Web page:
SDWest 2006: My McConnell Moment

I'll be attending SDWest 2006 all next week (March 13 - 17) in Santa Clara, California.

This is a companion discussion topic for the original blog entry at:

I have to agree that Tog writes pretty well and is fun to read. I also really liked Maguire’s line of thinking in writing solid code: “How can I automate finding this type of error next time?”

I can also tell you who my anti-hero is. Charles Petzold. That book he wrote on how to develop Windows apps is one of the worst, and has caused so much bad development in the Windows world. I just cringe every time I think about it.

My first Coding Hero, also pre-Internet, was Francesco Balena. I bought a book on advanced Visual Basic 6 by him, and the guy managed to convince me that I could walk proudly among my peers, even though I wrote code in that language everybody despised. As Chuck Yeager, another one of my heroes, used to say: “Remember, it’s the man, not the machine”.

earliest was probably whoever wrote BMD.

next, Gus Bjorkland, for creating Progress.

lastly, and most lastingly, Allen Holub. everyone must read his “Bank of Allen” series. the most cogent and succinct explanation of what OO programming should be. an antidote for Bean Programming.

Not my first and perhaps not the one I’m most influenced by at the moment, but the one that springs to mind is:

Joshua Bloch [formerly Sun, now Google], writer of “Effective java”. I’ve seen him live on JavaOne as well, very good at giving lectures.


Scott Knasters. I started on a Mac.

In addition to McConnell: Steve Maguire (Debugging the Development Process) and Jim McCarthy (Dynamics of Software Development). These other two talked about the people as well as the nuts and bolts of coding, and they spoke in very human voices.

Microsoft Press’s finest books, ever. They put these books out in a box I think, together with McConnell’s RAD book.

Eric Raymond, for putting together the New Hacker’s Dictionary. I learned a lot of attitude and code aesthetics from that dictionary.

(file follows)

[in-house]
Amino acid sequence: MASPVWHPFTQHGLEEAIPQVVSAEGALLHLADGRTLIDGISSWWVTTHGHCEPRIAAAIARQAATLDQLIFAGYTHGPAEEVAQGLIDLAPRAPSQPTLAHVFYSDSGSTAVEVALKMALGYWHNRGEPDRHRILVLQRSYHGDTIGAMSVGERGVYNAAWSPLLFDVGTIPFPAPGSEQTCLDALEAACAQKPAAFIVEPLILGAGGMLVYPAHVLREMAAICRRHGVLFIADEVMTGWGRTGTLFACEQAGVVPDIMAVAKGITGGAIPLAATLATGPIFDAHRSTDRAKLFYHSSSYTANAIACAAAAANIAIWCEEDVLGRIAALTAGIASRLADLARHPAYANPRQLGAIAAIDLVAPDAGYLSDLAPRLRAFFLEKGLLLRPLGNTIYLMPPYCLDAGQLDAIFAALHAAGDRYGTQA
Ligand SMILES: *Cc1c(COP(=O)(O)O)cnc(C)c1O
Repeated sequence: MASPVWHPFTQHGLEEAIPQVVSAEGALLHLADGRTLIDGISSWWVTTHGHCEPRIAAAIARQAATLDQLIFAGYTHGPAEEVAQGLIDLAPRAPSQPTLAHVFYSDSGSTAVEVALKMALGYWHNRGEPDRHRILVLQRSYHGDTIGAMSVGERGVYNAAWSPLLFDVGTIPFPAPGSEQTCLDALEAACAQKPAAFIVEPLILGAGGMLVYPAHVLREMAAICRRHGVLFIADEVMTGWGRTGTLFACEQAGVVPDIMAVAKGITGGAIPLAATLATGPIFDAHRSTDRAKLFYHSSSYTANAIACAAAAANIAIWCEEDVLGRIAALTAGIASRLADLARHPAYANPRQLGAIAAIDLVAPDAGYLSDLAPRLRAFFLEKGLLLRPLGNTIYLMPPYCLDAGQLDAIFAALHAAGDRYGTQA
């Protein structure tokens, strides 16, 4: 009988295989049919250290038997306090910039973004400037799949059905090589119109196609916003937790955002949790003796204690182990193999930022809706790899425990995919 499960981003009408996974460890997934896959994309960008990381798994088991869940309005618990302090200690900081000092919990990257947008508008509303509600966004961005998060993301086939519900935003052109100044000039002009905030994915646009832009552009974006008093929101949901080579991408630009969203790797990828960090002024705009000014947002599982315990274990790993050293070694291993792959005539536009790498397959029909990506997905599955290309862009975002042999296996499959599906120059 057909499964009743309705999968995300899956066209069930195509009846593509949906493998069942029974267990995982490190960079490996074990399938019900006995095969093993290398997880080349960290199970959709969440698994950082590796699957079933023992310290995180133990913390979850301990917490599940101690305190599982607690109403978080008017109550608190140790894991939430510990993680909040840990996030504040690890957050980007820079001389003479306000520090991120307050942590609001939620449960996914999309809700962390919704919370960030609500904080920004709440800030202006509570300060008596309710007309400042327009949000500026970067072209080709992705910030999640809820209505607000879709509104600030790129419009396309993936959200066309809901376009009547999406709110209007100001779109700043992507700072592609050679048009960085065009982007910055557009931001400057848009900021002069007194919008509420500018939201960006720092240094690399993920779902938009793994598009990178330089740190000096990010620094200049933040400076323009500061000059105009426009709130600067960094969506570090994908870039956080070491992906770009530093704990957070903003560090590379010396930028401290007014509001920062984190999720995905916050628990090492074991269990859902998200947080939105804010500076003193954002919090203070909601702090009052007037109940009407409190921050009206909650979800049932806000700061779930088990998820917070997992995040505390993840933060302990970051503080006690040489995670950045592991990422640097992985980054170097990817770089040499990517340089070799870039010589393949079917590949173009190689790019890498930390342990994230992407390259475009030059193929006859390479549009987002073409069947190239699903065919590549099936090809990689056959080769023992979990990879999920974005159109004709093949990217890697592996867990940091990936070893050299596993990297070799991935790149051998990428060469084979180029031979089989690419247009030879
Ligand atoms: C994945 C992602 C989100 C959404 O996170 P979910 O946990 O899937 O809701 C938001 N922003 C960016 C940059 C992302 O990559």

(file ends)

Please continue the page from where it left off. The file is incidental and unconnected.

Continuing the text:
McConnell, for me, is more of a writing hero than a coding hero, but I’m otherwise in agreement. To his name and Maguire’s, add Scott Meyers, Bruce Tognazzini, and Kent Beck.

Oddly enough, my own personal code hero would have to be Robert Pirsig. Myself, I never came across any truly inspirational books about programming, though the one Pirsing wrote about motorcycling seems to have captured the a lot of the philosophy behind it fairly well.

I heart Jeff Atwood. That guy rocks!

I second (or maybe it’s third or fourth by now) McConnell. His book is all that and then some.

I’m throwing in another vote for Francesco…his book on VB6 is one of the best books on programming ever.

I’m tossing out Alan Cooper as my third hero. All you have to do is read his stuff and slap your head…I do it all the time.

Oh and that Atwood guy…he’s awesome too!

My first Coding Hero, also pre-Internet, was Francesco Balena.

I am also a huge Balena fan for the same reason. Have you been to his blog? It’s excellent:

I’m tossing out Alan Cooper as my third hero

I like Cooper, but I found that About Face 2.0 was a much better version of the book because it has a second author in the credits. Cooper’s got great ideas, but sometimes he’s a bit too much of a blowhard for his own good.

My inspiration to program came from my brother. Save from that, there are none that spring to mind as being particulaly inspirational. I did read a very well written article on programing for WPF the other day, but I forget the author or where it’s from.

Code Complete was an excellent book. I too found it incredibly well written and very informative.


Dave Anderson
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“The Two Steve’s” were my original Gurus.

Right now, my top 3 are
Michael Feathers "Working effectively with legacy code"
Craig Larman "Agile Iterative Development: A Manager’s Guide"
Alan Shalloway James Trott for “Design Patterns Explained”

I’d have to say Andy Hunt and Dave Thomas. Their Pragmatic Programmer really inspired me to take my craft seriously. Prior to reading it, I had adopted a more or less haphazard approach. Afterwards, I’ve exerted a constant effort to better myself.

Doh - can’t believe I forgot that one. “Pragmatic Programming” is such a great book on the practice. The nuts and bolts of programming. Great stuff and so succinctly written too.

“Debugging” by David Agans is a really good primer on the flip-side of programming. Debugging can be haphazard and scattershot, just like programming. This book encourages you to be methodical and scientific. Great stuff, and full of little anecdotes to make the medicine go down.

Steve McConnell was on of the first people who have really inspired me to write good and tructured good. I think my whole perception about programming changed after reading his book.

And he is a great guy too!

Oh, and Jeff Atwood has nice insights too which makes him one of my coding heroes! :smiley:

Donald Knuth, of course, with his still unfinished magnum opus, “The Art of Computer Programming”. There are others, they will come to mind shortly.

I got to meet Steve McConnell for the first time last week, at a Construx training seminar. Like you, he was my first coding hero, and remains a giant in the field.